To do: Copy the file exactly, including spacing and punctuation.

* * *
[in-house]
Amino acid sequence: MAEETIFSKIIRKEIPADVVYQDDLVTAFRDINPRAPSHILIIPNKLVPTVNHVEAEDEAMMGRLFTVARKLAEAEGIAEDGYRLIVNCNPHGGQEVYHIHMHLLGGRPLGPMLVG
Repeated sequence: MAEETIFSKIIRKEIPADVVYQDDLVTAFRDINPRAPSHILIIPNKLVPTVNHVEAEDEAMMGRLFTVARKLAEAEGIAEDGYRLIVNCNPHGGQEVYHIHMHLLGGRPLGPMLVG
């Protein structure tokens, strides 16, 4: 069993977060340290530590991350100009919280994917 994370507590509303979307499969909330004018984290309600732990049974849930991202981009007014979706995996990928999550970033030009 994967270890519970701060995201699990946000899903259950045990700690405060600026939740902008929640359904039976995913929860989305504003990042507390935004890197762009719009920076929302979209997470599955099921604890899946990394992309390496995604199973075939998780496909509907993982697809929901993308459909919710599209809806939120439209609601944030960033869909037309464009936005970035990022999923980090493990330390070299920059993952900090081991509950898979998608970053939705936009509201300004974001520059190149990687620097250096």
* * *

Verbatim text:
[in-house]
Amino acid sequence: MAEETIFSKIIRKEIPADVVYQDDLVTAFRDINPRAPSHILIIPNKLVPTVNHVEAEDEAMMGRLFTVARKLAEAEGIAEDGYRLIVNCNPHGGQEVYHIHMHLLGGRPLGPMLVG
Repeated sequence: MAEETIFSKIIRKEIPADVVYQDDLVTAFRDINPRAPSHILIIPNKLVPTVNHVEAEDEAMMGRLFTVARKLAEAEGIAEDGYRLIVNCNPHGGQEVYHIHMHLLGGRPLGPMLVG
């Protein structure tokens, strides 16, 4: 069993977060340290530590991350100009919280994917 994370507590509303979307499969909330004018984290309600732990049974849930991202981009007014979706995996990928999550970033030009 994967270890519970701060995201699990946000899903259950045990700690405060600026939740902008929640359904039976995913929860989305504003990042507390935004890197762009719009920076929302979209997470599955099921604890899946990394992309390496995604199973075939998780496909509907993982697809929901993308459909919710599209809806939120439209609601944030960033869909037309464009936005970035990022999923980090493990330390070299920059993952900090081991509950898979998608970053939705936009509201300004974001520059190149990687620097250096």